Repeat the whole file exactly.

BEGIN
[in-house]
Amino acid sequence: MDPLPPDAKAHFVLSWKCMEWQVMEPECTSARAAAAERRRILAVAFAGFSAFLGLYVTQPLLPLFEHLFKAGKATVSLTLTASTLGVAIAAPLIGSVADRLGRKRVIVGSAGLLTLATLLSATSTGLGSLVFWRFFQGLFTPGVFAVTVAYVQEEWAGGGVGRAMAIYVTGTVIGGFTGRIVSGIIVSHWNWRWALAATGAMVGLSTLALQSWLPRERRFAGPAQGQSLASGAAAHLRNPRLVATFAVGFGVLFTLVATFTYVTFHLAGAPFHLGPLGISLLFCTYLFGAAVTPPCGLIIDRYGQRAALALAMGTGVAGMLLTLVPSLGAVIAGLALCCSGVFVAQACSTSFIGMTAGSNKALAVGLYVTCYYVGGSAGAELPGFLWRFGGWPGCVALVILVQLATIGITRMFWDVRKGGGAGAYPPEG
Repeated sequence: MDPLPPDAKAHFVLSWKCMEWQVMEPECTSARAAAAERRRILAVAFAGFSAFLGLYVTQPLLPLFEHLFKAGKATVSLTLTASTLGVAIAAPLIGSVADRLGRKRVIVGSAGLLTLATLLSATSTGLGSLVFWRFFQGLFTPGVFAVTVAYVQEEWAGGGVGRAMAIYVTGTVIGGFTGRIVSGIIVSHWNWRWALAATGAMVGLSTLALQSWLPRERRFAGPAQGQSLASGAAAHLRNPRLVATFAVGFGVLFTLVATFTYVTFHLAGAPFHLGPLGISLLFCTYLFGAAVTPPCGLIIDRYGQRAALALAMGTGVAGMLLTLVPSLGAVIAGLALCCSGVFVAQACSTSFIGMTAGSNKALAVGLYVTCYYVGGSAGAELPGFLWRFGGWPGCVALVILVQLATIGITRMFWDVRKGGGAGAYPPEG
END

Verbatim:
[in-house]
Amino acid sequence: MDPLPPDAKAHFVLSWKCMEWQVMEPECTSARAAAAERRRILAVAFAGFSAFLGLYVTQPLLPLFEHLFKAGKATVSLTLTASTLGVAIAAPLIGSVADRLGRKRVIVGSAGLLTLATLLSATSTGLGSLVFWRFFQGLFTPGVFAVTVAYVQEEWAGGGVGRAMAIYVTGTVIGGFTGRIVSGIIVSHWNWRWALAATGAMVGLSTLALQSWLPRERRFAGPAQGQSLASGAAAHLRNPRLVATFAVGFGVLFTLVATFTYVTFHLAGAPFHLGPLGISLLFCTYLFGAAVTPPCGLIIDRYGQRAALALAMGTGVAGMLLTLVPSLGAVIAGLALCCSGVFVAQACSTSFIGMTAGSNKALAVGLYVTCYYVGGSAGAELPGFLWRFGGWPGCVALVILVQLATIGITRMFWDVRKGGGAGAYPPEG
Repeated sequence: MDPLPPDAKAHFVLSWKCMEWQVMEPECTSARAAAAERRRILAVAFAGFSAFLGLYVTQPLLPLFEHLFKAGKATVSLTLTASTLGVAIAAPLIGSVADRLGRKRVIVGSAGLLTLATLLSATSTGLGSLVFWRFFQGLFTPGVFAVTVAYVQEEWAGGGVGRAMAIYVTGTVIGGFTGRIVSGIIVSHWNWRWALAATGAMVGLSTLALQSWLPRERRFAGPAQGQSLASGAAAHLRNPRLVATFAVGFGVLFTLVATFTYVTFHLAGAPFHLGPLGISLLFCTYLFGAAVTPPCGLIIDRYGQRAALALAMGTGVAGMLLTLVPSLGAVIAGLALCCSGVFVAQACSTSFIGMTAGSNKALAVGLYVTCYYVGGSAGAELPGFLWRFGGWPGCVALVILVQLATIGITRMFWDVRKGGGAGAYPPEG